[Crossref]

Ducin, I.

Feng, S.

I. Freund, M. Rosenbluh, and S. Feng, “Memory effects in propagation of optical waves through disordered media,” Phys. Rev. Lett. 61(20), 2328–2331 (1988).
[Crossref] [PubMed]

Freeman, J. P.

J. P. Freeman, T. D. Wilkinson, and P. Wisely, “Visor projected HMD for fast jets using a holographic video projector,” Proc. SPIE 7690, 76901H (2010).
[Crossref]

Freund, I.

I. Freund, M. Rosenbluh, and S. Feng, “Memory effects in propagation of optical waves through disordered media,” Phys. Rev. Lett. 61(20), 2328–2331 (1988).
[Crossref] [PubMed]

Gordon, G. S.

A. Kaczorowski, G. S. Gordon, A. Palani, S. Czerniawski, and T. D. Wilkinson, “Optimization-based adaptive optical correction for holographic projectors,” J. Disp. Technol. 11(7), 596–603 (2015).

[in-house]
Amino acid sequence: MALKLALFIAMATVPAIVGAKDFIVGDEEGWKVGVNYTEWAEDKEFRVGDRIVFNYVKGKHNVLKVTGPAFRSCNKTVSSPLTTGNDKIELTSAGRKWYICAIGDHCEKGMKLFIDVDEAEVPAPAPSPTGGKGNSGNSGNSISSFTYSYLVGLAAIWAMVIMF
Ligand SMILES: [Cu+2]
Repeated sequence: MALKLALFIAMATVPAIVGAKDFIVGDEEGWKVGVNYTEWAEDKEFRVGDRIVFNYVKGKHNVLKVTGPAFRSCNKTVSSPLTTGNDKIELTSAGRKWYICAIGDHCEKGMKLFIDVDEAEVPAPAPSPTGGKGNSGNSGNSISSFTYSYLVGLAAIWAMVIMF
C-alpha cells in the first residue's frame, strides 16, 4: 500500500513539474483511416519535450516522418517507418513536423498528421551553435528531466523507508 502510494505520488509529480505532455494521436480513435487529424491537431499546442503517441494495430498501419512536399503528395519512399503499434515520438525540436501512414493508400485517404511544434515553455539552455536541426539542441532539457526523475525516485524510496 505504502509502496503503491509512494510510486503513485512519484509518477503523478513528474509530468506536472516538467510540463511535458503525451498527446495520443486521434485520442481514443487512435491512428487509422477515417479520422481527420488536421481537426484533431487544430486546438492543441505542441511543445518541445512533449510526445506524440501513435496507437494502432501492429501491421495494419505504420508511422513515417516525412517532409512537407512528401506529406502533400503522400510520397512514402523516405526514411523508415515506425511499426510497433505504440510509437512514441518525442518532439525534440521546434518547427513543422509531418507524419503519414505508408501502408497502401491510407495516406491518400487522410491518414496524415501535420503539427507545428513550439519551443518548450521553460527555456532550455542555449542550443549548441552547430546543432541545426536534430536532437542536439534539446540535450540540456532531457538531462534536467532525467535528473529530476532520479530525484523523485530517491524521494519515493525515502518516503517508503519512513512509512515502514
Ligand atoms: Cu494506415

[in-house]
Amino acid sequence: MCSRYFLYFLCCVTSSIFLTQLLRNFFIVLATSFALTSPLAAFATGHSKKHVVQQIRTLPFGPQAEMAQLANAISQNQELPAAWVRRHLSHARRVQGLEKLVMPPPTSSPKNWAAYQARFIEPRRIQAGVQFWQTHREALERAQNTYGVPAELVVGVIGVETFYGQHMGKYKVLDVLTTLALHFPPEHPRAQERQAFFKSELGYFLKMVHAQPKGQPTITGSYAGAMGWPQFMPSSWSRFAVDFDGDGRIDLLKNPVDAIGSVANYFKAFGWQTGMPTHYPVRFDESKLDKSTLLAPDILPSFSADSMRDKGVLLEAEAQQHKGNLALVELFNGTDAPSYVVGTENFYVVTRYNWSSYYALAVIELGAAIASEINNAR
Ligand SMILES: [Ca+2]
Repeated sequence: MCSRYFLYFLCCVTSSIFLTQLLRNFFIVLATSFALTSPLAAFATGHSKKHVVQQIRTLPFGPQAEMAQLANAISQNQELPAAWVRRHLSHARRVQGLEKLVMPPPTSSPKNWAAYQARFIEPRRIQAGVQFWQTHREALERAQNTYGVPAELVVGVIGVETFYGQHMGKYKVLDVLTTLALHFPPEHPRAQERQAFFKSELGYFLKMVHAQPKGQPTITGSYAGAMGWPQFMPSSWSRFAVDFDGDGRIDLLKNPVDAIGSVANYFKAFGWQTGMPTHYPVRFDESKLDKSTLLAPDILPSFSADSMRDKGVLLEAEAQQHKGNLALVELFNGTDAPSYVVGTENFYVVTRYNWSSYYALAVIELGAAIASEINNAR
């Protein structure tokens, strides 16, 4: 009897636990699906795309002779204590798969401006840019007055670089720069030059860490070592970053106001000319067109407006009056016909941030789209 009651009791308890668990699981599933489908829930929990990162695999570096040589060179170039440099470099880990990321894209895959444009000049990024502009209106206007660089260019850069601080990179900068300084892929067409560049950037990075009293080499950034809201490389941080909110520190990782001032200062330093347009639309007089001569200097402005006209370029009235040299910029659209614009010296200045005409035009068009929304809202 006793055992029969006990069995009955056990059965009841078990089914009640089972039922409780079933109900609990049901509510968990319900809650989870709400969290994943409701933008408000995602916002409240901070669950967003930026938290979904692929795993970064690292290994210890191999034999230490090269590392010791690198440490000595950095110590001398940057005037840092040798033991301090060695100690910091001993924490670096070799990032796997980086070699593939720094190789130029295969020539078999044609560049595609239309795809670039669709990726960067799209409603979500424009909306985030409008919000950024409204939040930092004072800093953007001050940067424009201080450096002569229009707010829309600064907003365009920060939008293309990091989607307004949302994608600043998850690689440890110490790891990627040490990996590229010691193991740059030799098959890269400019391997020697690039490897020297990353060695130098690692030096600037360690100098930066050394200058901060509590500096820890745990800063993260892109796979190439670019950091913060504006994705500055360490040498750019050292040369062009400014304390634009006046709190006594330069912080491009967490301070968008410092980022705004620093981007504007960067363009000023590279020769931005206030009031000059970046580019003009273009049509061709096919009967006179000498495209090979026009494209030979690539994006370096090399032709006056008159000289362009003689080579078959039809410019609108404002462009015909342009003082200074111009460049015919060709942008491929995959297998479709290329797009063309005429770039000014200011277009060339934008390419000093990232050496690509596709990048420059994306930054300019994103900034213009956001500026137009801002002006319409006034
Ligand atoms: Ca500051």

[Crossref]

Horstmeyer, R.

Kaczorowski, A.

A. Kaczorowski, G. S. Gordon, A. Palani, S. Czerniawski, and T. D. Wilkinson, “Optimization-based adaptive optical correction for holographic projectors,” J. Disp. Technol. 11(7), 596–603 (2015).
[Crossref]

Kakarenko, K.

Kolodziejczyk, A.

Lawrence, N. A.

A. J. Cable, E. Buckley, P. Mash, N. A. Lawrence, T. D. Wilkinson, and W. A. Crossland, “Real-time binary hologram generation for high-quality video projection applications,” SID Symposium Digest of Technical Papers35(1), 1431–1433 (2004).
[Crossref]

Makowski, M.

M. Makowski, “Towards extremely efficient, lensless, holographic laser projectors,” J. Electron. Imaging 302, 4748 (2013).

M. Makowski, I. Ducin, K. Kakarenko, J. Suszek, M. Sypek, and A. Kolodziejczyk, “Simple holographic projection in color,” Opt. Express 20(22), 25130–25136 (2012).
[Crossref] [PubMed]

Mash, P.

A. J. Cable, E. Buckley, P. Mash, N. A. Lawrence, T. D. Wilkinson, and W. A. Crossland, “Real-time binary hologram generation for high-quality video projection applications,” SID Symposium Digest of Technical Papers35(1), 1431–1433 (2004).